Clegg wins coalition's childcare ratio tussle

Nick Clegg notches up another differentiation victory
Nick Clegg notches up another differentiation victory
Alex Stevenson By

Conservative plans to increase childcare ratios are conspicuously absent from today's final proposals from the Department for Education, handing Nick Clegg a sizeable coalition victory over Michael Gove.

Today's statement from children's minister Elizabeth Truss on improving the supply of affordable childcare instead focuses on helping schools provide more after-school and holiday care.

On a day of coalition disagreement over the divisive review looking at options into the like-for-like renewal of Trident, the Lib Dems were able to enter into gloating mode over the demise of plans to broaden childcare ratios.

Truss had argued the case for changing the adult to child ratio from 1:3 to 1:4 for children aged under two years old.


The ratio for two-year-olds would have been increased from 1:4 to 1:6 under the ambitious education reforms outlined in this year's Queen's Speech.

Prof Cathy Nutbrown, the coalition's adviser on the issue, dismissed the proposals as making "no sense at all" and Clegg was quick to intervene to voice his concerns.

Childcare providers told Politics.co.uk the changes would have been resisted by those in the sector because of the importance of convincing prospective parents their children would be better looked after at their nursery or crèche than at those of nearby rivals.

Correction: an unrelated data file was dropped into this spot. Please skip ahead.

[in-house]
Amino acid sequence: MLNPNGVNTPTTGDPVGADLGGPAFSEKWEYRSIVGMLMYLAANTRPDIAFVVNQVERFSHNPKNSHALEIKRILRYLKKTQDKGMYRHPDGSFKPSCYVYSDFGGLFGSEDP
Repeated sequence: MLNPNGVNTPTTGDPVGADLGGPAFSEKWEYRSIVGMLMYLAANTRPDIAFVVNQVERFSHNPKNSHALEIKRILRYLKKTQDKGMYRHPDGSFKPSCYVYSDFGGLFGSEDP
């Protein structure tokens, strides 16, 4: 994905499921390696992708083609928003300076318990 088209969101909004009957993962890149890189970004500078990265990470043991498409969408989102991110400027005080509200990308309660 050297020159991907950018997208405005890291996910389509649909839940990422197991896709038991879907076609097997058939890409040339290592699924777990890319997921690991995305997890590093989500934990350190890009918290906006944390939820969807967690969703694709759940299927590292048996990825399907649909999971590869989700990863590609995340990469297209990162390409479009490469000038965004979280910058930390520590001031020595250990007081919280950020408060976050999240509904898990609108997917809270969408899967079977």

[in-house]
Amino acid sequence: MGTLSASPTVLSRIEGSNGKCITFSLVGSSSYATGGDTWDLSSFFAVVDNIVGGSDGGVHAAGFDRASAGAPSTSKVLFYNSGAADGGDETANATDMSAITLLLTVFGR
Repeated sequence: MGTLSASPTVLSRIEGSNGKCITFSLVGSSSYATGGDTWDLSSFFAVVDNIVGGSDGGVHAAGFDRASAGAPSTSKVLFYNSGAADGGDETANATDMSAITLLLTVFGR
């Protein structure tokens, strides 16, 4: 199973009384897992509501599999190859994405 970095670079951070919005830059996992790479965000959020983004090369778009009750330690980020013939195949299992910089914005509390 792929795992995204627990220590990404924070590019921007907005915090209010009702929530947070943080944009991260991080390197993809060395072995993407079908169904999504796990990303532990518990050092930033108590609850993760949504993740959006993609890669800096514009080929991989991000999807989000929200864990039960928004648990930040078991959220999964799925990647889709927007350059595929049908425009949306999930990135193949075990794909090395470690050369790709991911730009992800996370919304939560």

Families in Britain spend 27% of their income on childcare costs, compared to 11% in countries like France.

Without tackling ratios the coalition's headline reforms instead make it easier for schools to provide childcare beyond the school day and in holidays.

The moves attracted instant criticism from Labour, which pointed out its extended schools programme had been scrapped by the coalition in 2010.

"After her big idea to cram more toddlers into the same nurseries had to be dropped, Liz Truss has had to resort to stealing Labour ideas from 2005," shadow children's minister Sharon Hodgson said.

"Ninety-nine per cent of schools were delivering the extended schools core offer of wraparound childcare and family support in 2010, but this government abolished the funding and removed the guarantee for parents."

Today's More Affordable Childcare paper instead extends the principles of Gove's school reforms to pre-school years and the childcare sector.

Nurseries rated good or outstanding will receive their funding directly from the government, rather than via local authorities, and nurseries and childminders will no longer have to complete paperwork such as 'learning journeys'.

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